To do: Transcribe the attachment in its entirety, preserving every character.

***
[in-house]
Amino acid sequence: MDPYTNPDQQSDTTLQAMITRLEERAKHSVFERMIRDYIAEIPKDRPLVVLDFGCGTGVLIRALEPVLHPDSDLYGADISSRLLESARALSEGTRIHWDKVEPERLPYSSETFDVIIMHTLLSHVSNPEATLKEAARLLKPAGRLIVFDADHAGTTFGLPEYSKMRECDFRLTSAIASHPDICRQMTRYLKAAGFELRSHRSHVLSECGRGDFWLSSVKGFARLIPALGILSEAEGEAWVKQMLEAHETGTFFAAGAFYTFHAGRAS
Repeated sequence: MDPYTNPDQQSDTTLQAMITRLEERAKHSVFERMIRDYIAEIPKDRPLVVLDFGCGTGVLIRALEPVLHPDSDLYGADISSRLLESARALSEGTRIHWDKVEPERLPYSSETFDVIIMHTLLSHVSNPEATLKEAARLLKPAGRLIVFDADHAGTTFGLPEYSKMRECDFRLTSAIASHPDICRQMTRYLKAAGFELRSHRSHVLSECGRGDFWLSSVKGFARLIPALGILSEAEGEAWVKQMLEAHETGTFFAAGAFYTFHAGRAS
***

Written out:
[in-house]
Amino acid sequence: MDPYTNPDQQSDTTLQAMITRLEERAKHSVFERMIRDYIAEIPKDRPLVVLDFGCGTGVLIRALEPVLHPDSDLYGADISSRLLESARALSEGTRIHWDKVEPERLPYSSETFDVIIMHTLLSHVSNPEATLKEAARLLKPAGRLIVFDADHAGTTFGLPEYSKMRECDFRLTSAIASHPDICRQMTRYLKAAGFELRSHRSHVLSECGRGDFWLSSVKGFARLIPALGILSEAEGEAWVKQMLEAHETGTFFAAGAFYTFHAGRAS
Repeated sequence: MDPYTNPDQQSDTTLQAMITRLEERAKHSVFERMIRDYIAEIPKDRPLVVLDFGCGTGVLIRALEPVLHPDSDLYGADISSRLLESARALSEGTRIHWDKVEPERLPYSSETFDVIIMHTLLSHVSNPEATLKEAARLLKPAGRLIVFDADHAGTTFGLPEYSKMRECDFRLTSAIASHPDICRQMTRYLKAAGFELRSHRSHVLSECGRGDFWLSSVKGFARLIPALGILSEAEGEAWVKQMLEAHETGTFFAAGAFYTFHAGRAS